This book should round out every holiday collection.

THE REAL SANTA

A Black child loves Santa but wonders what the “real Santa” looks like.

Santa’s brown face is all over this family’s home, on tree ornaments, gift wrap, and sweaters. When Grandma and Grandpa arrive to spend the night on Christmas Eve, Black Santa waves from their car window. A collection of Santa figurines adorns the mantel. The joyful protagonist adores all his Santas, but his parents and grandparents can’t help him figure out which one is the real Santa or what the real Santa looks like. The family prepares for Santa’s visit, reads a story together, and says goodnight. But the child creeps back downstairs and spends the night under the tree, trying to stay awake to see the real Santa. Of course, he falls asleep before Santa arrives, but there’s a lovely surprise when he is carried off to bed. This heartwarming depiction of a loving Black family experiencing a beloved holiday is a delight to behold and is just what many have been waiting for. In one spread, every member of the family wears matching red pajamas and green socks. The boy’s question about Santa’s appearance steers readers through the pages with a feeling of curiosity and suspense that is fully rewarded at the end: There’s no suspension of disbelief required and just a touch of magic. (This book was reviewed digitally.)

This book should round out every holiday collection. (Picture book. 3-8)

Pub Date: Oct. 5, 2021

ISBN: 978-0-593-17814-0

Page Count: 40

Publisher: Random House

Review Posted Online: Aug. 18, 2021

Kirkus Reviews Issue: Sept. 1, 2021

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Only for dedicated fans of the series.

HOW TO CATCH A MONSTER

From the How To Catch… series

When a kid gets the part of the ninja master in the school play, it finally seems to be the right time to tackle the closet monster.

“I spot my monster right away. / He’s practicing his ROAR. / He almost scares me half to death, / but I won’t be scared anymore!” The monster is a large, fluffy poison-green beast with blue hands and feet and face and a fluffy blue-and-green–striped tail. The kid employs a “bag of tricks” to try to catch the monster: in it are a giant wind-up shark, two cans of silly string, and an elaborate cage-and-robot trap. This last works, but with an unexpected result: the monster looks sad. Turns out he was only scaring the boy to wake him up so they could be friends. The monster greets the boy in the usual monster way: he “rips a massive FART!!” that smells like strawberries and lime, and then they go to the monster’s house to meet his parents and play. The final two spreads show the duo getting ready for bed, which is a rather anticlimactic end to what has otherwise been a rambunctious tale. Elkerton’s bright illustrations have a TV-cartoon aesthetic, and his playful beast is never scary. The narrator is depicted with black eyes and hair and pale skin. Wallace’s limping verses are uninspired at best, and the scansion and meter are frequently off.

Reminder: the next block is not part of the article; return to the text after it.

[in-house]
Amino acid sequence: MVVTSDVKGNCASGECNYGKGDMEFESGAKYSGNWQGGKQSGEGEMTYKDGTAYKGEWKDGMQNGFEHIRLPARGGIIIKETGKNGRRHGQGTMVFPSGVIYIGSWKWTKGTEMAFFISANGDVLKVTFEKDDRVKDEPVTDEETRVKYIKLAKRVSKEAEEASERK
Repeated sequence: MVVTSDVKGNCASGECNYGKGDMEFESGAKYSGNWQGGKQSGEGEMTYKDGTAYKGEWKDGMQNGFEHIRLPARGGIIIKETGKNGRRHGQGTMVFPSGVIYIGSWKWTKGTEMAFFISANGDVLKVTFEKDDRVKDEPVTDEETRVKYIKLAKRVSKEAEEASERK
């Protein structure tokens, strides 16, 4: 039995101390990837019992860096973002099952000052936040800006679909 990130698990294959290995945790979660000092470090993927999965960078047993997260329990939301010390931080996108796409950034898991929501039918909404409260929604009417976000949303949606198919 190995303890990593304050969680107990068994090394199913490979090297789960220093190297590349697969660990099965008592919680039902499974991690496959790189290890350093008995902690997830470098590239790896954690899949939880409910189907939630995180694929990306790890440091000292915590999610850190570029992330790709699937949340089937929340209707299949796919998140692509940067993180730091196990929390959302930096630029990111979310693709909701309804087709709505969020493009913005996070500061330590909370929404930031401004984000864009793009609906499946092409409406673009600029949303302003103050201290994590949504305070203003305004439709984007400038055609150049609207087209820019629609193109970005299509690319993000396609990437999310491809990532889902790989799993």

Only for dedicated fans of the series. (Picture book. 5-8)

Pub Date: Sept. 1, 2017

ISBN: 978-1-4926-4894-9

Page Count: 40

Publisher: Sourcebooks Jabberwocky

Review Posted Online: July 15, 2017

Kirkus Reviews Issue: Aug. 1, 2017

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Inspiring, if all these pinkie promises don’t get in the way.

PINKIE PROMISES

Lately, everyone seems intent on telling Polly what girls can’t do.

Whether it’s fixing a leak, building a model drawbridge, or washing a car, it seems like the world thinks that girls aren’t able to do anything. Polly is discouraged until she goes to a political rally with her mother. There, the two meet a White woman named Elizabeth (recognizably author Warren in Chua’s friendly illustrations) who’s running for president. She tells Polly that she is running because that’s what girls do: They lead. Polly and Elizabeth make a pinky promise to remember this truth. Polly decides that being a girl can’t prevent her from doing whatever she wants. Even though she’s a bit intimidated at attending a brand-new school, Polly decides to be brave—because that’s what girls do, and she makes a pinkie promise with her mom. At soccer, she’s under pressure to score the winning goal. She makes a pinkie promise with her coach to do her best, because that’s what girls do. And so on. By the end of the book, Polly ignores what she’s been told that girls can’t do and totally focuses on what they can do: absolutely anything they want. In the illustrations, Polly and her family have dark skin and straight, dark hair. The narrative is inspiring and child friendly, although the constant return to making pinkie promises feels like a distraction from the central message. (This book was reviewed digitally.)

Inspiring, if all these pinkie promises don’t get in the way. (Picture book. 3-7)

Pub Date: Oct. 12, 2021

ISBN: 978-1-250-80102-9

Page Count: 32

Publisher: Godwin Books/Henry Holt

Review Posted Online: Aug. 11, 2021

Kirkus Reviews Issue: Sept. 1, 2021

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